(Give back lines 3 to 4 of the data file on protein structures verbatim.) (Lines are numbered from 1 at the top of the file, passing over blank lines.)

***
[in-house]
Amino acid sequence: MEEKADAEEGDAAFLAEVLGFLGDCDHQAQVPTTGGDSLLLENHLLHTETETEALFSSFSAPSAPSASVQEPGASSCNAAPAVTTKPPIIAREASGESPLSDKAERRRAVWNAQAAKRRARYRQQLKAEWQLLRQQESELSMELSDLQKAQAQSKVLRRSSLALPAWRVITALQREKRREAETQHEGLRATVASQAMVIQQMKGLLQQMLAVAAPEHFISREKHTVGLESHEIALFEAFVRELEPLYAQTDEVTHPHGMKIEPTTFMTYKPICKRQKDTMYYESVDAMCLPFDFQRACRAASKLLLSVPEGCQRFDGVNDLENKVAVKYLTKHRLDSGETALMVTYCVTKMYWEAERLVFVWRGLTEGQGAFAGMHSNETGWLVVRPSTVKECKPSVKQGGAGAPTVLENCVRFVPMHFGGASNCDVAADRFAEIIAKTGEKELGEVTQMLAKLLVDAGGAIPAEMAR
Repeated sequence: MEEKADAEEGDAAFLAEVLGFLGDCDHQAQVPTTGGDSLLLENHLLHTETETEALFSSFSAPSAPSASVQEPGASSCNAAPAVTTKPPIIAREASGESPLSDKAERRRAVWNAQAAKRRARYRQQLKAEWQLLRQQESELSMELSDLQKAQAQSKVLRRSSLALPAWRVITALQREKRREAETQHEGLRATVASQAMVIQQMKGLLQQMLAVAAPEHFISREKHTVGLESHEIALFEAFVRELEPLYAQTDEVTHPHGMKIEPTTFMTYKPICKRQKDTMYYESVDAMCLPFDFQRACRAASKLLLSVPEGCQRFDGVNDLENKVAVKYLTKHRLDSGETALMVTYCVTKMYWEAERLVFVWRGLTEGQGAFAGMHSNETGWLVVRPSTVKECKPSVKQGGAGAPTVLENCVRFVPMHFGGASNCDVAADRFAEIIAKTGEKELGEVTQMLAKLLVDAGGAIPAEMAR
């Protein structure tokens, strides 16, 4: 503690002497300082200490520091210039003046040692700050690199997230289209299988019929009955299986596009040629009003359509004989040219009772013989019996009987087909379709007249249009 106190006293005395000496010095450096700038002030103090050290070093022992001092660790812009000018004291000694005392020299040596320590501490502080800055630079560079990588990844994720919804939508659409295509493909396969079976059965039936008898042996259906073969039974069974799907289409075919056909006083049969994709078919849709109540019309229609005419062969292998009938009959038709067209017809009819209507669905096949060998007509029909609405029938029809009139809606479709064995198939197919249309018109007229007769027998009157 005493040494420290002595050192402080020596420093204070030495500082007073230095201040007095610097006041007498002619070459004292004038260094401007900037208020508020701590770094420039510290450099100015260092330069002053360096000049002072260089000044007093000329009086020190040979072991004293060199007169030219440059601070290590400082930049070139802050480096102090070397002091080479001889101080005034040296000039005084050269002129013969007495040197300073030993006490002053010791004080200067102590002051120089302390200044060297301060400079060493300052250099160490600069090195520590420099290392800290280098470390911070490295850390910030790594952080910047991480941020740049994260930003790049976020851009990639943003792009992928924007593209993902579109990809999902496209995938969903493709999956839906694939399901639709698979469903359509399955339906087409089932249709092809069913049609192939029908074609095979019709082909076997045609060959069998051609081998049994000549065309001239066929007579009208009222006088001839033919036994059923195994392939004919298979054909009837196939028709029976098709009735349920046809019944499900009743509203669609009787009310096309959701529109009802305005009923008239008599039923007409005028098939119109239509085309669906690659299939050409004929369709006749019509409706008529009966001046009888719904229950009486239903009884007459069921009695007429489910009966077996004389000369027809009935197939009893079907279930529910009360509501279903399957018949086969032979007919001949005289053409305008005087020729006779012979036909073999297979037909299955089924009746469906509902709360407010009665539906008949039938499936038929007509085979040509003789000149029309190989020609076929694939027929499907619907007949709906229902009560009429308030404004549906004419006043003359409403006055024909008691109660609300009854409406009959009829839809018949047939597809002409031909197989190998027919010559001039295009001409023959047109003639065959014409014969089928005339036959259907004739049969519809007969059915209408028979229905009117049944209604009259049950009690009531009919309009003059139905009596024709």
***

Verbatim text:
Repeated sequence: MEEKADAEEGDAAFLAEVLGFLGDCDHQAQVPTTGGDSLLLENHLLHTETETEALFSSFSAPSAPSASVQEPGASSCNAAPAVTTKPPIIAREASGESPLSDKAERRRAVWNAQAAKRRARYRQQLKAEWQLLRQQESELSMELSDLQKAQAQSKVLRRSSLALPAWRVITALQREKRREAETQHEGLRATVASQAMVIQQMKGLLQQMLAVAAPEHFISREKHTVGLESHEIALFEAFVRELEPLYAQTDEVTHPHGMKIEPTTFMTYKPICKRQKDTMYYESVDAMCLPFDFQRACRAASKLLLSVPEGCQRFDGVNDLENKVAVKYLTKHRLDSGETALMVTYCVTKMYWEAERLVFVWRGLTEGQGAFAGMHSNETGWLVVRPSTVKECKPSVKQGGAGAPTVLENCVRFVPMHFGGASNCDVAADRFAEIIAKTGEKELGEVTQMLAKLLVDAGGAIPAEMAR
């Protein structure tokens, strides 16, 4: 503690002497300082200490520091210039003046040692700050690199997230289209299988019929009955299986596009040629009003359509004989040219009772013989019996009987087909379709007249249009 106190006293005395000496010095450096700038002030103090050290070093022992001092660790812009000018004291000694005392020299040596320590501490502080800055630079560079990588990844994720919804939508659409295509493909396969079976059965039936008898042996259906073969039974069974799907289409075919056909006083049969994709078919849709109540019309229609005419062969292998009938009959038709067209017809009819209507669905096949060998007509029909609405029938029809009139809606479709064995198939197919249309018109007229007769027998009157 005493040494420290002595050192402080020596420093204070030495500082007073230095201040007095610097006041007498002619070459004292004038260094401007900037208020508020701590770094420039510290450099100015260092330069002053360096000049002072260089000044007093000329009086020190040979072991004293060199007169030219440059601070290590400082930049070139802050480096102090070397002091080479001889101080005034040296000039005084050269002129013969007495040197300073030993006490002053010791004080200067102590002051120089302390200044060297301060400079060493300052250099160490600069090195520590420099290392800290280098470390911070490295850390910030790594952080910047991480941020740049994260930003790049976020851009990639943003792009992928924007593209993902579109990809999902496209995938969903493709999956839906694939399901639709698979469903359509399955339906087409089932249709092809069913049609192939029908074609095979019709082909076997045609060959069998051609081998049994000549065309001239066929007579009208009222006088001839033919036994059923195994392939004919298979054909009837196939028709029976098709009735349920046809019944499900009743509203669609009787009310096309959701529109009802305005009923008239008599039923007409005028098939119109239509085309669906690659299939050409004929369709006749019509409706008529009966001046009888719904229950009486239903009884007459069921009695007429489910009966077996004389000369027809009935197939009893079907279930529910009360509501279903399957018949086969032979007919001949005289053409305008005087020729006779012979036909073999297979037909299955089924009746469906509902709360407010009665539906008949039938499936038929007509085979040509003789000149029309190989020609076929694939027929499907619907007949709906229902009560009429308030404004549906004419006043003359409403006055024909008691109660609300009854409406009959009829839809018949047939597809002409031909197989190998027919010559001039295009001409023959047109003639065959014409014969089928005339036959259907004739049969519809007969059915209408028979229905009117049944209604009259049950009690009531009919309009003059139905009596024709």